Issues in Global Urbanization
Within our lifetime, the world population will swell to 10 billion citizens, 75% of which will live in cities. The seminar is an investigation into the future of cities focusing on three existential challenges of our urban age: the escalating environmental crisis, growing social inequity and technological dislocation. In the face of these wicked problems, we will address the role and agency of designers and planners, decision makers and citizens in tackling what Jeremy Rifkin describes as the Third Industrial Revolution and how to lay the foundational infrastructure for an emerging collaborative age. These issues are explored through contemporary writings and case studies that situate urban transformations in the US within a broader global context, with a specific focus on the political as articulated through the negotiation of top-down planning and bottom-up behavior of cities.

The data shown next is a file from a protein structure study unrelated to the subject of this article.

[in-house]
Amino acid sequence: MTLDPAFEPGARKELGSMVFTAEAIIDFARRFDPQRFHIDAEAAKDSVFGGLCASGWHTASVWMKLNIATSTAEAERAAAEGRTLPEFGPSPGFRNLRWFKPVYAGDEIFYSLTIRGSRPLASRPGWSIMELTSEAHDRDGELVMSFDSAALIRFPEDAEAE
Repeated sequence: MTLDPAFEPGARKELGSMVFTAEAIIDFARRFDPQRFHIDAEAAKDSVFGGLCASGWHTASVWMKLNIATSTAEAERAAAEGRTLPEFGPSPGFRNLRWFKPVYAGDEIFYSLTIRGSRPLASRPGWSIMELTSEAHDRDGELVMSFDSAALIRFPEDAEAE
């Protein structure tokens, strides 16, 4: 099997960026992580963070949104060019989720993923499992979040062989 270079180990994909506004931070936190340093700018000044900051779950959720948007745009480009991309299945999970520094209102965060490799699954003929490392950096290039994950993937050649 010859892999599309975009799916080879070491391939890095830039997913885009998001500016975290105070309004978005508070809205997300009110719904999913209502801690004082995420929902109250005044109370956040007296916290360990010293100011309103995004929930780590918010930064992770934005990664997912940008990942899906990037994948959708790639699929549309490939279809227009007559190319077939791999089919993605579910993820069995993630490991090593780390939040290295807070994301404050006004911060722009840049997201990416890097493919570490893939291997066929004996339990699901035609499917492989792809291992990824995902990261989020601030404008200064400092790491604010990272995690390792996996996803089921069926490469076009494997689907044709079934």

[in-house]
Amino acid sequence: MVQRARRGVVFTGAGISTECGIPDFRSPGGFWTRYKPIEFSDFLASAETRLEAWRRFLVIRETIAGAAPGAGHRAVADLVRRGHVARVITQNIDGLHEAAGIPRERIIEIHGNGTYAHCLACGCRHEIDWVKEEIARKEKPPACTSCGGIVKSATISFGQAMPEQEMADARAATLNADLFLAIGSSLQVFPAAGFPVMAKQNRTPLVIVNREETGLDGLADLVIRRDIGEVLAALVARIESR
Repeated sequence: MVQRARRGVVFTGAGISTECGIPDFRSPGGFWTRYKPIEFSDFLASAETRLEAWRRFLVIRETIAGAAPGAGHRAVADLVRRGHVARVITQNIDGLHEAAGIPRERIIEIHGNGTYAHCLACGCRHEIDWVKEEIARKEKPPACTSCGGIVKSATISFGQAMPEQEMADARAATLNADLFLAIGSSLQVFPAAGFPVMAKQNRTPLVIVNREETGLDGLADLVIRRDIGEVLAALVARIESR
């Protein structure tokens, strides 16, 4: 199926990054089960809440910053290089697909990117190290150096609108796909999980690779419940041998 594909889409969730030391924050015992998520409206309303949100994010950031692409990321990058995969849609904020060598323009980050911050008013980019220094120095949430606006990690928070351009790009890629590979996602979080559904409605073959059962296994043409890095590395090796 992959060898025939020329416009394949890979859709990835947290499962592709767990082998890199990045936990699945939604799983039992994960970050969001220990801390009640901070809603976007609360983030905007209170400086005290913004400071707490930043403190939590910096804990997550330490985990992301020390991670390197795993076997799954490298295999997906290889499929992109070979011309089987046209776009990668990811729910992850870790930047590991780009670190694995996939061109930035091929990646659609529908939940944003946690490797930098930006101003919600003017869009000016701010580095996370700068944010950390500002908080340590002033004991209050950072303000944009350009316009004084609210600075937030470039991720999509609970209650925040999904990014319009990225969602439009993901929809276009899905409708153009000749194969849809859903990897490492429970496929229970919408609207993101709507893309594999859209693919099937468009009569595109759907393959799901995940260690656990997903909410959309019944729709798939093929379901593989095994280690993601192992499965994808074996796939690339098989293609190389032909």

The seminar course will revolves around reading reflections, in-class presentations and discussions on theories and case studies of global urbanization, with. This is a 3- or 6-unit course that requires attendance at one 1.5-hours class per week. The extra credits involve a more extensive final paper.
The seminar provides an understanding of the social, political, economic and environmental forces at play in shaping our built environment and reflects on the role and agency of designers and planners can have in building more resilient and sustainable cities.